Declaring May 14th of each year through an act of Legislature in 1960 as a National Unification Day was a unique step forward to defeating disunity and deep division between the Americo-Liberian elites and the indigenous majority. During this time, there was total disintegration between forces of the minority class and the majority class. One group felt more supreme than the other and thought Liberia was a family plantation or empire. As a result of their cruel and inhumane action against vast majority of the people, our nation was bewildered and befuddled by visible injustices.
We could not afford to coexist in a country where less than 5% of the population had exclusive authority to decide the political fate and economic paradigm of 95% of the people. As a result of this divisive tendency and anti-democratic precedent, President William V. S. Tubman who led Liberia from 1944 to 1971, saw it prudent to introduce the Unification Policy. This national plan was intentionally meant to foster unity and brotherhood among all Liberians irrespective of culture or creed. There was a pressing demand for reconciliation between Americo-Liberians and indigenes. National integration was a matter of national emergency.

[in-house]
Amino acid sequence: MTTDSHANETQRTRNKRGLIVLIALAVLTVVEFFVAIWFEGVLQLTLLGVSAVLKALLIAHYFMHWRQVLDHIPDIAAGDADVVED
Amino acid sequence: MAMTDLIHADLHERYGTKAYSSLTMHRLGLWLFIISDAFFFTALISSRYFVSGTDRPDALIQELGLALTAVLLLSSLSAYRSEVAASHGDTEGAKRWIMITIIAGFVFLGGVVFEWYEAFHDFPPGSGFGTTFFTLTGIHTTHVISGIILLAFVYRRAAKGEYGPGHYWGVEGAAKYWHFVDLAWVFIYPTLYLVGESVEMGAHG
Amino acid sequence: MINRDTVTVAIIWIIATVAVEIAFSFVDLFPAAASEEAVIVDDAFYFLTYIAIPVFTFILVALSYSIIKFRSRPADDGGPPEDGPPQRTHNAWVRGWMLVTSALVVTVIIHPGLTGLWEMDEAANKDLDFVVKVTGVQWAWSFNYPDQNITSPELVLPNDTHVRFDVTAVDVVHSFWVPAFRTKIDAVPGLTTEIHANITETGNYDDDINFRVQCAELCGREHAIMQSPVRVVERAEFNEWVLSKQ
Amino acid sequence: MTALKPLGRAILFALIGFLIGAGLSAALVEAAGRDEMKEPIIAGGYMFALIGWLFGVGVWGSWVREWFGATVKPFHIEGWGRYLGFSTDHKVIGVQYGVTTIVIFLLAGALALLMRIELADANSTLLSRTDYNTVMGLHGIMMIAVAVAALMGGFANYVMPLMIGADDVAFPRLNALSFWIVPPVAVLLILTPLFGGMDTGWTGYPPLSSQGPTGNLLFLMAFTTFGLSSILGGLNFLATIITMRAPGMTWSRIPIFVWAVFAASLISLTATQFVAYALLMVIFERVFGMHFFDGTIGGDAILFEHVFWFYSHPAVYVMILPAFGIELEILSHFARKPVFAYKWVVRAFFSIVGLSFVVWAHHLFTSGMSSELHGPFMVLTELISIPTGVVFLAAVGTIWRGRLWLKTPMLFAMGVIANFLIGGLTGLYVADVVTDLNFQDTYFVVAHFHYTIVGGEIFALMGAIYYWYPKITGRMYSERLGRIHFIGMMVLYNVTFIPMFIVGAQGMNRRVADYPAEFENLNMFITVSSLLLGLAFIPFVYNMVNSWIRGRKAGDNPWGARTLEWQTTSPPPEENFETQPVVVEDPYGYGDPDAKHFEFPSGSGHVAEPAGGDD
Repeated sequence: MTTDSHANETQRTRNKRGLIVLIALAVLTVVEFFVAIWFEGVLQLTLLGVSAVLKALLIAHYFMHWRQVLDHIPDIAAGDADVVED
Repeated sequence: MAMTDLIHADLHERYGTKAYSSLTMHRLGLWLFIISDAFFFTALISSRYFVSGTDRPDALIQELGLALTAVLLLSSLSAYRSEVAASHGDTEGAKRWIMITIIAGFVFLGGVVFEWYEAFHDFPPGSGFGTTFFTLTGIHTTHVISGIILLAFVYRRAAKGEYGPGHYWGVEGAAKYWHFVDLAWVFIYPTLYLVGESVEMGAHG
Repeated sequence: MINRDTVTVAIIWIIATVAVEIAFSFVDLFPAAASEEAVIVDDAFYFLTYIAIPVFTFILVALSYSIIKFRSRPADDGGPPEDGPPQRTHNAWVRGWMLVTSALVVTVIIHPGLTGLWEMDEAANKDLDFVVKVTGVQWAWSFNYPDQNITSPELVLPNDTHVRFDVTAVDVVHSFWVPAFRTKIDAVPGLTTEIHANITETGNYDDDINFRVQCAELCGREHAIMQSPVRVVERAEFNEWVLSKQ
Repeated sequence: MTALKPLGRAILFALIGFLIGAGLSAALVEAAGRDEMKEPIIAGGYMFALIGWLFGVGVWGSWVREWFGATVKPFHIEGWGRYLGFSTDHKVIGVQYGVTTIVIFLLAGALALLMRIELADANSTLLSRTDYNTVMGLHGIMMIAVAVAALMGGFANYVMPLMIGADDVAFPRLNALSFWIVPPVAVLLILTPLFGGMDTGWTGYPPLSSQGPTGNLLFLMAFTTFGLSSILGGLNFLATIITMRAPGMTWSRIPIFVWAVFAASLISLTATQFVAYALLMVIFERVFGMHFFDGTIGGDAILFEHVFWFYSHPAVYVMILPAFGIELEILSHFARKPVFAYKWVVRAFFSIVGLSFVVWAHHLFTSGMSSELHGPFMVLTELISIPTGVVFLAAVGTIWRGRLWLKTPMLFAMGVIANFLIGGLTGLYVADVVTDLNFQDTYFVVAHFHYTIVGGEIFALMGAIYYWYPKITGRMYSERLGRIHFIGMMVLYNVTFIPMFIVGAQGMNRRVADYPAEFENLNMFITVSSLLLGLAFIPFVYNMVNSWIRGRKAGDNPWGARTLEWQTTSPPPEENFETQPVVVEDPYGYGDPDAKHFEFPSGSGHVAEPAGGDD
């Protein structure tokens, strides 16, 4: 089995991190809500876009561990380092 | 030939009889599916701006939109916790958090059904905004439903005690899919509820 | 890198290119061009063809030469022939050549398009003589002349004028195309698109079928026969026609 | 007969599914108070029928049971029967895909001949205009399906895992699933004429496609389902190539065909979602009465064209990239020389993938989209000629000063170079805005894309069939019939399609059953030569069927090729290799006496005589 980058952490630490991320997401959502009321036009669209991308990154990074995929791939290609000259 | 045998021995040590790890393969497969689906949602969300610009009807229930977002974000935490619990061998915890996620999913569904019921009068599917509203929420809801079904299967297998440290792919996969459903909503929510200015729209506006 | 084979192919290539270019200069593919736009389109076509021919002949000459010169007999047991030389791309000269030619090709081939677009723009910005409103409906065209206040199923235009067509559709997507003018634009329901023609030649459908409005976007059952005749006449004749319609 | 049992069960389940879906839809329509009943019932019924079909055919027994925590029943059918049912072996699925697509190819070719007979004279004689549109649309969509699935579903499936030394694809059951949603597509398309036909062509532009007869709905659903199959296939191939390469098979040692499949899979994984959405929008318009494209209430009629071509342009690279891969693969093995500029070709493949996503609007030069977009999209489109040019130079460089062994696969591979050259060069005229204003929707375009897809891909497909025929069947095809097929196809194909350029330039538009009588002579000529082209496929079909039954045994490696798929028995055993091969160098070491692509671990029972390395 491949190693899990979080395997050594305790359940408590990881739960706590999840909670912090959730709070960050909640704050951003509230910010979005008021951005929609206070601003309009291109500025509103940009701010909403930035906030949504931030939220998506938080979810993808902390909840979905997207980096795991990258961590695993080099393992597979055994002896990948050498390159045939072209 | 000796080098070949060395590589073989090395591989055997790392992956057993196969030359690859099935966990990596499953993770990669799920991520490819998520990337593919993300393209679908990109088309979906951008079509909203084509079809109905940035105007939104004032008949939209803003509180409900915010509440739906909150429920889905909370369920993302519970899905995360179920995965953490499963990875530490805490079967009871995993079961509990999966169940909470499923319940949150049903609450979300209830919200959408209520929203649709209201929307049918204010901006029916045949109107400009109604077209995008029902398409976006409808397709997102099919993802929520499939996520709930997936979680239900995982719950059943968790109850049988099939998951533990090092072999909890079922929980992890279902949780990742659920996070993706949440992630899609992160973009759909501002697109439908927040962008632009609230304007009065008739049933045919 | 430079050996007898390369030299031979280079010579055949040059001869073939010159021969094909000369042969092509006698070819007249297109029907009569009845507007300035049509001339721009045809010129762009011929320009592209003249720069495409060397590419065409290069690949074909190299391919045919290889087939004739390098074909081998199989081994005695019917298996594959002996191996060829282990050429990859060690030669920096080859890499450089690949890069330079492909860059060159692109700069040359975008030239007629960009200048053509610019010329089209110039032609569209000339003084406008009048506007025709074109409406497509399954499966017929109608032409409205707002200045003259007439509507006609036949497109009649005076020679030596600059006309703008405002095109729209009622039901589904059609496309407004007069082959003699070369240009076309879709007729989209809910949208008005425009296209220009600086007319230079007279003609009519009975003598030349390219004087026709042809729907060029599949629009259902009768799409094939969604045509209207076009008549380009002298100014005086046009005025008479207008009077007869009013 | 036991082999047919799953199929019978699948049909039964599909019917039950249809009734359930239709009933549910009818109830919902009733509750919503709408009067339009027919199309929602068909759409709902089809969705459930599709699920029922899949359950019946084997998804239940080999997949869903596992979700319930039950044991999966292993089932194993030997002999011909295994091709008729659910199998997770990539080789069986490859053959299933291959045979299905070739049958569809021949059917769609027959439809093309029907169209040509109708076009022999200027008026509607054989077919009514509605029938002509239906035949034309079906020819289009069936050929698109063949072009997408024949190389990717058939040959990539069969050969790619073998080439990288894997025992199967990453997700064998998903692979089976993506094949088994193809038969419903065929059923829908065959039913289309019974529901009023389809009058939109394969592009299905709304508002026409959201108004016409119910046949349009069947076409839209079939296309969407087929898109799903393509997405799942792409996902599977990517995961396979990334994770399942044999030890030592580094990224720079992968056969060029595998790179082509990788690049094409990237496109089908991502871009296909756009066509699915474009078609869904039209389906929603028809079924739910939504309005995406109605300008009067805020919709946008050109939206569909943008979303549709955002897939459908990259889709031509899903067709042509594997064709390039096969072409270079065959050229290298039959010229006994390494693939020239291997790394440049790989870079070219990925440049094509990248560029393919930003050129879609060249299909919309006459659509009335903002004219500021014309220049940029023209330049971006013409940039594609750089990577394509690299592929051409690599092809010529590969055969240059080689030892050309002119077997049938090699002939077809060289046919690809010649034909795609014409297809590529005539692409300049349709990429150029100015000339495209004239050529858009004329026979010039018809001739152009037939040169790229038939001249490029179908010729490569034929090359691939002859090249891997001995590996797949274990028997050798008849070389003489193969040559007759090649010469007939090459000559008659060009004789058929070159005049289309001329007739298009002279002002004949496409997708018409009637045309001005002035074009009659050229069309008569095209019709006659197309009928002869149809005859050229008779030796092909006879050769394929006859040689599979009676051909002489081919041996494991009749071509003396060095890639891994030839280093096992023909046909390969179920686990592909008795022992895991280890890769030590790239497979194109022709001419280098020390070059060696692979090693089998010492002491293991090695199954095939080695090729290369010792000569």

Finally, the PEACE PIPE was blown in 1960 between the majority and the minority after a prolonged era of vicious suppression, discrimination, and segregation. Many Liberians including foreign partners thought that the Unification Policy would have integrated every sphere of our society; unfortunately, this has never been the case. Even after more than five decades since this day was first observed on May 14, public discontent due to bad governance remains a common phenomenon across Liberia.
Martin K. N. Kollie
Our sweet land of liberty has been torn apart by greed, nepotism, corruption, inequality and patronage. Our sweet land of liberty has become a bitter land of misery. What a hopeless unification day! In fact, what is the significance of celebrating Unification Day when those who we have entrusted with political offices are compromising our interest every day? National Unification starts with patriotism. Integration comes through public transparency and integrity. It must begin with the proper management and equitable distribution of the nation’s resources. We cannot keep celebrating this day every year when the condition of our people is worsening.
About The Author: Martin K. N. Kollie is a Liberian youth and student activist, a columnist and an emerging economist who hails from Bong County. He currently studies Economics at the University of Liberia and is a Lux-in-Tenebris Scholar. Martin is a youth ambassador of the International Human Rights Commission and a loyal stalwart of the Student Unification Party (SUP). He can be reached at: firstname.lastname@example.org